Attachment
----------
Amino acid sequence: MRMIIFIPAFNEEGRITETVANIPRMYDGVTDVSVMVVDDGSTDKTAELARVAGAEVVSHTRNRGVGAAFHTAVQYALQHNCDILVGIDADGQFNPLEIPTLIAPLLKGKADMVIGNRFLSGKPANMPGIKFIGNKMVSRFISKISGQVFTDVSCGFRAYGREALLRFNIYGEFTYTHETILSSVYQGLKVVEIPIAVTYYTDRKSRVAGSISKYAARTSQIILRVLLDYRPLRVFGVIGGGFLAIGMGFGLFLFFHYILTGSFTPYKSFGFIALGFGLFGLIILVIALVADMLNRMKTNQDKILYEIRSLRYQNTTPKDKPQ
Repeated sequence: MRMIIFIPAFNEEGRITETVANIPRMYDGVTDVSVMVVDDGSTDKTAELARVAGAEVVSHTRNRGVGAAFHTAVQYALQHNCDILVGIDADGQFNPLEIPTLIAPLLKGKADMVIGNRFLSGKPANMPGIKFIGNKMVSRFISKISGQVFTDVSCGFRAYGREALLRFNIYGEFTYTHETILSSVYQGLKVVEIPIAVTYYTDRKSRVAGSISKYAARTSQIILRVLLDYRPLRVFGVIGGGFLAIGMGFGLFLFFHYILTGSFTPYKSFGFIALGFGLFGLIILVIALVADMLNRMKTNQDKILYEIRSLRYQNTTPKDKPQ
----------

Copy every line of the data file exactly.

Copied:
Amino acid sequence: MRMIIFIPAFNEEGRITETVANIPRMYDGVTDVSVMVVDDGSTDKTAELARVAGAEVVSHTRNRGVGAAFHTAVQYALQHNCDILVGIDADGQFNPLEIPTLIAPLLKGKADMVIGNRFLSGKPANMPGIKFIGNKMVSRFISKISGQVFTDVSCGFRAYGREALLRFNIYGEFTYTHETILSSVYQGLKVVEIPIAVTYYTDRKSRVAGSISKYAARTSQIILRVLLDYRPLRVFGVIGGGFLAIGMGFGLFLFFHYILTGSFTPYKSFGFIALGFGLFGLIILVIALVADMLNRMKTNQDKILYEIRSLRYQNTTPKDKPQ
Repeated sequence: MRMIIFIPAFNEEGRITETVANIPRMYDGVTDVSVMVVDDGSTDKTAELARVAGAEVVSHTRNRGVGAAFHTAVQYALQHNCDILVGIDADGQFNPLEIPTLIAPLLKGKADMVIGNRFLSGKPANMPGIKFIGNKMVSRFISKISGQVFTDVSCGFRAYGREALLRFNIYGEFTYTHETILSSVYQGLKVVEIPIAVTYYTDRKSRVAGSISKYAARTSQIILRVLLDYRPLRVFGVIGGGFLAIGMGFGLFLFFHYILTGSFTPYKSFGFIALGFGLFGLIILVIALVADMLNRMKTNQDKILYEIRSLRYQNTTPKDKPQ